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Rick Wilson: A matter of life and death (Opinion)

Back in 2013, thousands of West Virginians came together to urge then Gov. Earl Ray Tomblin to expand Medicaid coverage to low income working adults under the Affordable Care Act.

He did.

(In retrospect, there was a good chance he would have done it anyway without all the shouting, but nobody wanted to leave that to chance.)

At the time, many advocates argued that doing so would save lives. Or, conversely, that failing to do so would cause unnecessary deaths.

The original federal legislation mandated expansion nationwide, but a 2012 U.S. Supreme Court decision made this a state option. That court decision, in effect, would prove to be a death sentence for thousands of Americans.

After five years of Medicaid expansion, researchers did the math, comparing mortality rates for low income “near elderly” Americans aged 55 to 64 in states that did and did not expand Medicaid. That demographic is more likely to benefit from coverage — and to suffer without it — than younger and presumably healthier Americans and elderly people eligible for Medicare.

The results, published by the National Bureau for Economic Research (NBER), found a .13 percentage point reduction in mortality for states that expanded Medicaid compared with those that did not.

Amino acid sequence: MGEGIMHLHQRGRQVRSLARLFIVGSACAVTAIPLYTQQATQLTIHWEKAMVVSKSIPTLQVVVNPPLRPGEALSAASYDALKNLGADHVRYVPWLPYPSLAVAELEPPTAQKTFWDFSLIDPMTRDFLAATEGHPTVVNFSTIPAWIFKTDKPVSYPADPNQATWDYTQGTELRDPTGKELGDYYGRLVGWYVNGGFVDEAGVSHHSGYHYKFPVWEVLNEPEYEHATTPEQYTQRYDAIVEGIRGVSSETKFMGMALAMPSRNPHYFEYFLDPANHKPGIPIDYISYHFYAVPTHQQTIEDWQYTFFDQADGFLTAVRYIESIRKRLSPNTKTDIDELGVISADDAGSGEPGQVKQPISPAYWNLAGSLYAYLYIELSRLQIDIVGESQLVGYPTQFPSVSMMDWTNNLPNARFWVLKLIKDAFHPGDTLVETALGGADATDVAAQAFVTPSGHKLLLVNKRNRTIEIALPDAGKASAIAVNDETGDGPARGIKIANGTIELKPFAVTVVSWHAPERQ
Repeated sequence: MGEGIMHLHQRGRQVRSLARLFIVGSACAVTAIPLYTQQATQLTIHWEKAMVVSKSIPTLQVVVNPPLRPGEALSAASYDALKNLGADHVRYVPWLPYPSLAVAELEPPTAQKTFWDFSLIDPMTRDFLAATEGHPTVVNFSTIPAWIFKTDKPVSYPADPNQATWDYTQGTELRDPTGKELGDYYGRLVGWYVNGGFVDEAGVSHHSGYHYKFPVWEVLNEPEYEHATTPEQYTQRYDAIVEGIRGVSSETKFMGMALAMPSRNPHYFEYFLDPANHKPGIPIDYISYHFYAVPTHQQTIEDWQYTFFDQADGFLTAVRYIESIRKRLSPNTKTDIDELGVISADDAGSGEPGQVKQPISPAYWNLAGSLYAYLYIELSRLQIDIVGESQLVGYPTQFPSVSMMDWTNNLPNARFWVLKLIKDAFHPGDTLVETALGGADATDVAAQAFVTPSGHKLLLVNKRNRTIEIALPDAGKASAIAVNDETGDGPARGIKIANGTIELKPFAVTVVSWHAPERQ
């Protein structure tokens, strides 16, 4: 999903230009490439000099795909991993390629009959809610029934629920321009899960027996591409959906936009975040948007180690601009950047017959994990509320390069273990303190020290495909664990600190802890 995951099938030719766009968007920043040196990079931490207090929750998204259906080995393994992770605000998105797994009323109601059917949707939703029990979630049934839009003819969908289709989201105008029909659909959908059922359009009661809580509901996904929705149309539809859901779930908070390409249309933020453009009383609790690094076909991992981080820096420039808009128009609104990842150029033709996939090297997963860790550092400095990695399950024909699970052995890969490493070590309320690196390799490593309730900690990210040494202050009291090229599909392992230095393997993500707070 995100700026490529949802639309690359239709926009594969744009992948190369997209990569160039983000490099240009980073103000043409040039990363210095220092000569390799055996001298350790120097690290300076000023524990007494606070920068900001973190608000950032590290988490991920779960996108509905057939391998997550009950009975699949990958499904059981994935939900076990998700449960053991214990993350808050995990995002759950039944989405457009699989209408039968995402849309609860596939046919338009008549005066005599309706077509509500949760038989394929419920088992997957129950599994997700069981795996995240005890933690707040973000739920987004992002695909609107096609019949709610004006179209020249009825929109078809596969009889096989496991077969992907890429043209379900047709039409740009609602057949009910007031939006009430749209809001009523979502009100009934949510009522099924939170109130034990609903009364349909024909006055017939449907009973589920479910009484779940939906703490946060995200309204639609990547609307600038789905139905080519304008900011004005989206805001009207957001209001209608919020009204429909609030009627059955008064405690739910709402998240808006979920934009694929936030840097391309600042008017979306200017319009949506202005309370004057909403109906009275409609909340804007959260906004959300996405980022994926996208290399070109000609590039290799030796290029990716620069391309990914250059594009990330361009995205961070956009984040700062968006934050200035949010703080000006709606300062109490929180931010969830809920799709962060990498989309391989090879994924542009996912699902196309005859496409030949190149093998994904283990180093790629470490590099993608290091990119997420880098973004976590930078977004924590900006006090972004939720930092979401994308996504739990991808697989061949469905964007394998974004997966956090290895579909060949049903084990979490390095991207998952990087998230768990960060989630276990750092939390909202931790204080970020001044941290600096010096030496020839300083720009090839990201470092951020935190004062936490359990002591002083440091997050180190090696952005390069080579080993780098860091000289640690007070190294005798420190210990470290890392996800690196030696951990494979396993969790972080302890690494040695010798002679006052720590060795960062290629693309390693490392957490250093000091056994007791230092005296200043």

According to the researchers, “The effect is driven by a reduction in disease-related deaths and grows over time.”

Specifically, 15,600 people died between 2014 and 2017 because their state didn’t expand Medicaid. That’s about five times the death toll from the 9/11 terrorist attacks.

If some other country would have caused that many American deaths, we would have gone to war.

In West Virginia, the news was better. Over the same period, the number of uninsured West Virginians fell by 56 percent. According to the NBER research, the expansion saved 87 lives per year in the Mountain State. That would be 435 lives over the five years the expansion has been in place.

And that’s just for the “near elderly.” The overall numbers would be higher.

It’s important to remember the life-saving facts about Medicaid expansion, which now covers over 155,000 West Virginians.

The program is under attack both by a federal lawsuit, supported by the state’s attorney general, and by potential state legislation that would impose work reporting requirements which could kick 38,000 to 71,000 out of coverage.

The research shows that this is literally a matter of life and death.